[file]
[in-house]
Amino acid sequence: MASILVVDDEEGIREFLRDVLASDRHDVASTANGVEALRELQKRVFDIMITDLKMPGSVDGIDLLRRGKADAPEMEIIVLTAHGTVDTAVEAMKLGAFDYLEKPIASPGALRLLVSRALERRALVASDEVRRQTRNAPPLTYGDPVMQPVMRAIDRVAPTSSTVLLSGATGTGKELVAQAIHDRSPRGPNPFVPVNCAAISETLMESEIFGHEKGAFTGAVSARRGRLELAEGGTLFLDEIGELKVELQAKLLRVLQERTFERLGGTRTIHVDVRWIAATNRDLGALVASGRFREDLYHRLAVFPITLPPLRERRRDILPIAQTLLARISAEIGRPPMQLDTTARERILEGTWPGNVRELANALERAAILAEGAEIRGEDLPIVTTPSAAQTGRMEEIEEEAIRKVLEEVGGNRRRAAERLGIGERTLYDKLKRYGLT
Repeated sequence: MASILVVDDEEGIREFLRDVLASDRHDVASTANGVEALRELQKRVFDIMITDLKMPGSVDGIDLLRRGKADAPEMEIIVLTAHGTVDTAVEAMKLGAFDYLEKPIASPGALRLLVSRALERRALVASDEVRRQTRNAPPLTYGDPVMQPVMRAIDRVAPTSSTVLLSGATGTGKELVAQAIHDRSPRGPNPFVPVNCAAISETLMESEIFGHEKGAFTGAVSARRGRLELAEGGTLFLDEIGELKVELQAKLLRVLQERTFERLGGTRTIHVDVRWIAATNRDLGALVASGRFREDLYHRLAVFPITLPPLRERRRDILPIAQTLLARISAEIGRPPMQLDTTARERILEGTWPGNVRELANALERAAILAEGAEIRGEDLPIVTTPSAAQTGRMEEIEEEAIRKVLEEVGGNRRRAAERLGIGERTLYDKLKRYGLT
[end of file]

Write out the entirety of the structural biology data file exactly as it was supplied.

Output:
[in-house]
Amino acid sequence: MASILVVDDEEGIREFLRDVLASDRHDVASTANGVEALRELQKRVFDIMITDLKMPGSVDGIDLLRRGKADAPEMEIIVLTAHGTVDTAVEAMKLGAFDYLEKPIASPGALRLLVSRALERRALVASDEVRRQTRNAPPLTYGDPVMQPVMRAIDRVAPTSSTVLLSGATGTGKELVAQAIHDRSPRGPNPFVPVNCAAISETLMESEIFGHEKGAFTGAVSARRGRLELAEGGTLFLDEIGELKVELQAKLLRVLQERTFERLGGTRTIHVDVRWIAATNRDLGALVASGRFREDLYHRLAVFPITLPPLRERRRDILPIAQTLLARISAEIGRPPMQLDTTARERILEGTWPGNVRELANALERAAILAEGAEIRGEDLPIVTTPSAAQTGRMEEIEEEAIRKVLEEVGGNRRRAAERLGIGERTLYDKLKRYGLT
Repeated sequence: MASILVVDDEEGIREFLRDVLASDRHDVASTANGVEALRELQKRVFDIMITDLKMPGSVDGIDLLRRGKADAPEMEIIVLTAHGTVDTAVEAMKLGAFDYLEKPIASPGALRLLVSRALERRALVASDEVRRQTRNAPPLTYGDPVMQPVMRAIDRVAPTSSTVLLSGATGTGKELVAQAIHDRSPRGPNPFVPVNCAAISETLMESEIFGHEKGAFTGAVSARRGRLELAEGGTLFLDEIGELKVELQAKLLRVLQERTFERLGGTRTIHVDVRWIAATNRDLGALVASGRFREDLYHRLAVFPITLPPLRERRRDILPIAQTLLARISAEIGRPPMQLDTTARERILEGTWPGNVRELANALERAAILAEGAEIRGEDLPIVTTPSAAQTGRMEEIEEEAIRKVLEEVGGNRRRAAERLGIGERTLYDKLKRYGLT